Social Security Fraud: Are You at Risk?
With more and more businesses and services moving to online platforms, the threat of cybercrime is growing larger every day. Social security accounts are one of many popular targets for hackers. Are you or your clients of age to collect social security benefits? Read on to find out what risks you face and what you can do to protect against fraud.
How does social security fraud work?
When it comes to social security fraud, one particular group faces high risk: individuals between the ages of 62 and 70 who have not yet applied to collect benefits. On top of that, the risk increases even more for those older than 66.5 because not only are they eligible to collect social security, but they also qualify for a retroactive lump payment of to up to six months of benefits.
Last year’s Equifax data breach greatly exasperated the problem of identity theft. By some estimates, the compromise included the personal information of as many as 143 million people. Unfortunately, the Equifax breach is not the only source of vulnerability when it comes to social security fraud. A key flaw in the system of social security websites leaves beneficiaries vulnerable to hackers. Here’s how it works:
- Individuals of age to collect social security benefits can set up a my Social Security account. Here, they can view statements, account information, and benefits; update their personal information, and; control their direct deposit settings. This website is secure.
- A second website, the Social Security Retirement/Medicare Benefit application website, exists to allow individuals to apply for benefits online. Unlike my Social Security website, this one is not secure. By hacking into this website, a cyber thief can adjust an individual’s information and apply for benefits to be deposited into their own bank account.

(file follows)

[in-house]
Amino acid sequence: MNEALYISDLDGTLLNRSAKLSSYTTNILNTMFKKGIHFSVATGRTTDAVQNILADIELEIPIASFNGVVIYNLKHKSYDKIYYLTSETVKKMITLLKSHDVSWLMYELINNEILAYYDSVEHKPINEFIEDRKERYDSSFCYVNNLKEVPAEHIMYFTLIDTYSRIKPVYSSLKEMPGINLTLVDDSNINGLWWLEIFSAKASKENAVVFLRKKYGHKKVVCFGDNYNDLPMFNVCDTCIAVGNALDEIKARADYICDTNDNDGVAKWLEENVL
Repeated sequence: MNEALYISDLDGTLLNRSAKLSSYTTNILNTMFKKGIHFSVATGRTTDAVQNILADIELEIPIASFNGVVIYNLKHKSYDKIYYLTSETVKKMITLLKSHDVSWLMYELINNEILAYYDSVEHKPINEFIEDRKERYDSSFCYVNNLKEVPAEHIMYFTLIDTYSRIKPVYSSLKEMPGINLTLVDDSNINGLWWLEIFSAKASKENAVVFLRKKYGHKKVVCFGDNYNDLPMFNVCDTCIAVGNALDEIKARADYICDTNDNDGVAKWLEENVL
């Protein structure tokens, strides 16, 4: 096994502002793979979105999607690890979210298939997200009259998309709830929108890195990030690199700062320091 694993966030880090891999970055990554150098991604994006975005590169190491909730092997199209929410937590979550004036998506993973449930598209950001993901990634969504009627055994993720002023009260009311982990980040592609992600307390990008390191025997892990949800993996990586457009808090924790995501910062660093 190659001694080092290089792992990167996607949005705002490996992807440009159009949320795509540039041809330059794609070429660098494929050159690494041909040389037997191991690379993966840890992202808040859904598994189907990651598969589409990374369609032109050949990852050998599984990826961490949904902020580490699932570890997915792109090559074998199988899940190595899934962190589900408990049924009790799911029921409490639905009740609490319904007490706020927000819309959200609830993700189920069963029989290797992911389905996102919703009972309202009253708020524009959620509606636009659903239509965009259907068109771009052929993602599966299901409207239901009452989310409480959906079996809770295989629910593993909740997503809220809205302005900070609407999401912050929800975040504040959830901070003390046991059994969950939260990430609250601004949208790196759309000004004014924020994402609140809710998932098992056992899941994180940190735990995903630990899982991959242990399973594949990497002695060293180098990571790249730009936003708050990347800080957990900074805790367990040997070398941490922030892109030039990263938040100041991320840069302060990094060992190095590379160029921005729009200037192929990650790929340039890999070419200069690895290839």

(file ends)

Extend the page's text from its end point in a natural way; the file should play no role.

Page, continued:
- Fortunately, since address information cannot be changed via this second website, the fraud victim will receive notification via mail that their benefits dispersal has begun. However, by the time the letter arrives, the hacker will already have had one to two weeks to commit their crime.
What can you do to protect yourself from Social Security fraud?
Shortly after Equifax announced their historic data breach in September of 2017, the Social Security Administration released an article titled “Protecting Your Social Security.” In it, they offered the following recommendations for individuals seeking to secure their information:
- Create your my Social Security account in order to prevent a fraudulent account being created with your information.
- Set up two-factor authentication on your my Social Security account in order to increase your security.
- Alternatively, employ the Social Security Administration’s Block Electronic Access feature, which prevents all automated telephone and electronic access to your particular social security record. It is possible to disable the block in the future if you change your mind.
If you or your clients are in the high-risk category for this type of fraud, be proactive about researching options and helping them choose the best course for protecting themselves. If you or a client fall victim to social security fraud, be sure to immediately contact the Social Security Administration and file a police report.